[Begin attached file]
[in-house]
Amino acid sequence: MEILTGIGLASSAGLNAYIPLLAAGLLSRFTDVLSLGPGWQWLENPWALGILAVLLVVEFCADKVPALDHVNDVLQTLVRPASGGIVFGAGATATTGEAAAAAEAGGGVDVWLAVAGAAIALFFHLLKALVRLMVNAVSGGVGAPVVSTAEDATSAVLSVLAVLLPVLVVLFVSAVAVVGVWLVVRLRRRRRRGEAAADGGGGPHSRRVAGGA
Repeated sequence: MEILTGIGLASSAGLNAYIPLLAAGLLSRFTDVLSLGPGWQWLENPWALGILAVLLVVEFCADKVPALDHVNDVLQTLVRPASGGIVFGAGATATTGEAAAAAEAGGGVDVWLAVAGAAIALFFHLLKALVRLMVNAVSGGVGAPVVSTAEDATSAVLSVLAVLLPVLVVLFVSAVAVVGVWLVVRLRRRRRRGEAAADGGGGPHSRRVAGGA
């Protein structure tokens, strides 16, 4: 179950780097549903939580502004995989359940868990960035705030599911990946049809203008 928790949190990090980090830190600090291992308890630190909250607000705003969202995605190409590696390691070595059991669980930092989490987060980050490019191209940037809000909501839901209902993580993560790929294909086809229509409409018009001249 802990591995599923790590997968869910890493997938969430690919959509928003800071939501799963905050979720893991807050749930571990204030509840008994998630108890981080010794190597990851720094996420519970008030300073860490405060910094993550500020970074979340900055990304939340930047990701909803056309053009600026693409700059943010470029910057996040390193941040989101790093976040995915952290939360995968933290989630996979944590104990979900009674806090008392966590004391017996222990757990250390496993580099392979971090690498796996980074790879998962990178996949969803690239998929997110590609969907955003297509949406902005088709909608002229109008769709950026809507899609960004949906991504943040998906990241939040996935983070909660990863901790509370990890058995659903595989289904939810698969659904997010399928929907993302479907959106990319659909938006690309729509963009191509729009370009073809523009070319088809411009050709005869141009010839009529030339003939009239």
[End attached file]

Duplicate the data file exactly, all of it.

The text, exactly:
[in-house]
Amino acid sequence: MEILTGIGLASSAGLNAYIPLLAAGLLSRFTDVLSLGPGWQWLENPWALGILAVLLVVEFCADKVPALDHVNDVLQTLVRPASGGIVFGAGATATTGEAAAAAEAGGGVDVWLAVAGAAIALFFHLLKALVRLMVNAVSGGVGAPVVSTAEDATSAVLSVLAVLLPVLVVLFVSAVAVVGVWLVVRLRRRRRRGEAAADGGGGPHSRRVAGGA
Repeated sequence: MEILTGIGLASSAGLNAYIPLLAAGLLSRFTDVLSLGPGWQWLENPWALGILAVLLVVEFCADKVPALDHVNDVLQTLVRPASGGIVFGAGATATTGEAAAAAEAGGGVDVWLAVAGAAIALFFHLLKALVRLMVNAVSGGVGAPVVSTAEDATSAVLSVLAVLLPVLVVLFVSAVAVVGVWLVVRLRRRRRRGEAAADGGGGPHSRRVAGGA
């Protein structure tokens, strides 16, 4: 179950780097549903939580502004995989359940868990960035705030599911990946049809203008 928790949190990090980090830190600090291992308890630190909250607000705003969202995605190409590696390691070595059991669980930092989490987060980050490019191209940037809000909501839901209902993580993560790929294909086809229509409409018009001249 802990591995599923790590997968869910890493997938969430690919959509928003800071939501799963905050979720893991807050749930571990204030509840008994998630108890981080010794190597990851720094996420519970008030300073860490405060910094993550500020970074979340900055990304939340930047990701909803056309053009600026693409700059943010470029910057996040390193941040989101790093976040995915952290939360995968933290989630996979944590104990979900009674806090008392966590004391017996222990757990250390496993580099392979971090690498796996980074790879998962990178996949969803690239998929997110590609969907955003297509949406902005088709909608002229109008769709950026809507899609960004949906991504943040998906990241939040996935983070909660990863901790509370990890058995659903595989289904939810698969659904997010399928929907993302479907959106990319659909938006690309729509963009191509729009370009073809523009070319088809411009050709005869141009010839009529030339003939009239």